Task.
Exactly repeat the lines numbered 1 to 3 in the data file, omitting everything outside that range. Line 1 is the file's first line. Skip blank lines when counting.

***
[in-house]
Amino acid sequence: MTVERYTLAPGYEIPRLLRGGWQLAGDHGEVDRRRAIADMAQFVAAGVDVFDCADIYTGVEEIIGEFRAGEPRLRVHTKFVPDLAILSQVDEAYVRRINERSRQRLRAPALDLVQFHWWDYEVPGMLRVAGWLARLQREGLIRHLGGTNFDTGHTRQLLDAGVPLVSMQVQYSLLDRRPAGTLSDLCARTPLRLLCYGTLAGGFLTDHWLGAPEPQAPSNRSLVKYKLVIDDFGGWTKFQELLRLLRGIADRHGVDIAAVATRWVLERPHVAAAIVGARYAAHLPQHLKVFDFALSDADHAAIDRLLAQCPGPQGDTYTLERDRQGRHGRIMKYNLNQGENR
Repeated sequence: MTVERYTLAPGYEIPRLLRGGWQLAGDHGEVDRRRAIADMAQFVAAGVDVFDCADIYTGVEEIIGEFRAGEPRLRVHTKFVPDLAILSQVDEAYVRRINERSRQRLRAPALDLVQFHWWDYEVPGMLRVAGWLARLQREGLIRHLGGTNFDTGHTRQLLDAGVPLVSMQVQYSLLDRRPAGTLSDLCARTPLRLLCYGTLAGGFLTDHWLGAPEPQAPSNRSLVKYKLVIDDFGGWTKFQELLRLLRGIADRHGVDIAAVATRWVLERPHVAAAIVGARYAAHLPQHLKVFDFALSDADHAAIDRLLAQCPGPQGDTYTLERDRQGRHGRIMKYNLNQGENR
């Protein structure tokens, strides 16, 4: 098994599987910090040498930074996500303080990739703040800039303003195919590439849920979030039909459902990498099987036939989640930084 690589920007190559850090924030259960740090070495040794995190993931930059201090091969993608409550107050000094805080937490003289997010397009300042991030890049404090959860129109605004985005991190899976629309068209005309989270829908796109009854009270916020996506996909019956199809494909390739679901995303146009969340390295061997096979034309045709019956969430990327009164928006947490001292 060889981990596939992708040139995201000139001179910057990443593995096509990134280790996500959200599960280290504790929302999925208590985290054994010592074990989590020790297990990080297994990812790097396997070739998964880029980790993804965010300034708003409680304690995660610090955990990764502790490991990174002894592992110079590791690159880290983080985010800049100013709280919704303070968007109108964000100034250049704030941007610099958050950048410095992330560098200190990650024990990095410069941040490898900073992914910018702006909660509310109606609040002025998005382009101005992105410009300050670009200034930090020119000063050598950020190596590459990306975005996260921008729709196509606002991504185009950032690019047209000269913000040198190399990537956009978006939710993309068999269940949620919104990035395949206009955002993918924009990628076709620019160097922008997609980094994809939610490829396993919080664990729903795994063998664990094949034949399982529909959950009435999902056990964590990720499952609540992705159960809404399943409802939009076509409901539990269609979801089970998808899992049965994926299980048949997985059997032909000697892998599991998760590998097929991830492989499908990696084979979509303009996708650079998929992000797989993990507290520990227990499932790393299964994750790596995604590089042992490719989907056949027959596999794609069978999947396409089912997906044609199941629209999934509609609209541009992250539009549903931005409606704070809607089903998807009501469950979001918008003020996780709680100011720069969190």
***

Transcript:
[in-house]
Amino acid sequence: MTVERYTLAPGYEIPRLLRGGWQLAGDHGEVDRRRAIADMAQFVAAGVDVFDCADIYTGVEEIIGEFRAGEPRLRVHTKFVPDLAILSQVDEAYVRRINERSRQRLRAPALDLVQFHWWDYEVPGMLRVAGWLARLQREGLIRHLGGTNFDTGHTRQLLDAGVPLVSMQVQYSLLDRRPAGTLSDLCARTPLRLLCYGTLAGGFLTDHWLGAPEPQAPSNRSLVKYKLVIDDFGGWTKFQELLRLLRGIADRHGVDIAAVATRWVLERPHVAAAIVGARYAAHLPQHLKVFDFALSDADHAAIDRLLAQCPGPQGDTYTLERDRQGRHGRIMKYNLNQGENR
Repeated sequence: MTVERYTLAPGYEIPRLLRGGWQLAGDHGEVDRRRAIADMAQFVAAGVDVFDCADIYTGVEEIIGEFRAGEPRLRVHTKFVPDLAILSQVDEAYVRRINERSRQRLRAPALDLVQFHWWDYEVPGMLRVAGWLARLQREGLIRHLGGTNFDTGHTRQLLDAGVPLVSMQVQYSLLDRRPAGTLSDLCARTPLRLLCYGTLAGGFLTDHWLGAPEPQAPSNRSLVKYKLVIDDFGGWTKFQELLRLLRGIADRHGVDIAAVATRWVLERPHVAAAIVGARYAAHLPQHLKVFDFALSDADHAAIDRLLAQCPGPQGDTYTLERDRQGRHGRIMKYNLNQGENR